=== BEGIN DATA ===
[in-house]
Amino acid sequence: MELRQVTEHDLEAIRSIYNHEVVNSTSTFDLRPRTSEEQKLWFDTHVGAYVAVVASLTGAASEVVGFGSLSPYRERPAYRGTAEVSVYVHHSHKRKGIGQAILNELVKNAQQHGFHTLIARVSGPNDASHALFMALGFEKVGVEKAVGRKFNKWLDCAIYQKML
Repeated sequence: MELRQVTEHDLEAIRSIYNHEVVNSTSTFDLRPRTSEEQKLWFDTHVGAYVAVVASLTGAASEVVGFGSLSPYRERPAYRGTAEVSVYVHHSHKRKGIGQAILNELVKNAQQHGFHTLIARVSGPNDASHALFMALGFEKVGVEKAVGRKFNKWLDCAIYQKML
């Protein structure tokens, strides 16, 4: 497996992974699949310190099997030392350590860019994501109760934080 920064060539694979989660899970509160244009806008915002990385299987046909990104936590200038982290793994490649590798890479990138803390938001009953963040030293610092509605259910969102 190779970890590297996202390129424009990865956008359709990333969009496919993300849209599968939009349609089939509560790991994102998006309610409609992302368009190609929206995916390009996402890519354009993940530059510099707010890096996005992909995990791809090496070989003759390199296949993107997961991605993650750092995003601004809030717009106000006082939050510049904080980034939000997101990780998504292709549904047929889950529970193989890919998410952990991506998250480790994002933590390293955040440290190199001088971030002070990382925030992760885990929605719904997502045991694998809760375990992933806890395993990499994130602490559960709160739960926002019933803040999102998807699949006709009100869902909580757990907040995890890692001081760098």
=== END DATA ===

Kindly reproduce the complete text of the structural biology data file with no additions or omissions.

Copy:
[in-house]
Amino acid sequence: MELRQVTEHDLEAIRSIYNHEVVNSTSTFDLRPRTSEEQKLWFDTHVGAYVAVVASLTGAASEVVGFGSLSPYRERPAYRGTAEVSVYVHHSHKRKGIGQAILNELVKNAQQHGFHTLIARVSGPNDASHALFMALGFEKVGVEKAVGRKFNKWLDCAIYQKML
Repeated sequence: MELRQVTEHDLEAIRSIYNHEVVNSTSTFDLRPRTSEEQKLWFDTHVGAYVAVVASLTGAASEVVGFGSLSPYRERPAYRGTAEVSVYVHHSHKRKGIGQAILNELVKNAQQHGFHTLIARVSGPNDASHALFMALGFEKVGVEKAVGRKFNKWLDCAIYQKML
């Protein structure tokens, strides 16, 4: 497996992974699949310190099997030392350590860019994501109760934080 920064060539694979989660899970509160244009806008915002990385299987046909990104936590200038982290793994490649590798890479990138803390938001009953963040030293610092509605259910969102 190779970890590297996202390129424009990865956008359709990333969009496919993300849209599968939009349609089939509560790991994102998006309610409609992302368009190609929206995916390009996402890519354009993940530059510099707010890096996005992909995990791809090496070989003759390199296949993107997961991605993650750092995003601004809030717009106000006082939050510049904080980034939000997101990780998504292709549904047929889950529970193989890919998410952990991506998250480790994002933590390293955040440290190199001088971030002070990382925030992760885990929605719904997502045991694998809760375990992933806890395993990499994130602490559960709160739960926002019933803040999102998807699949006709009100869902909580757990907040995890890692001081760098």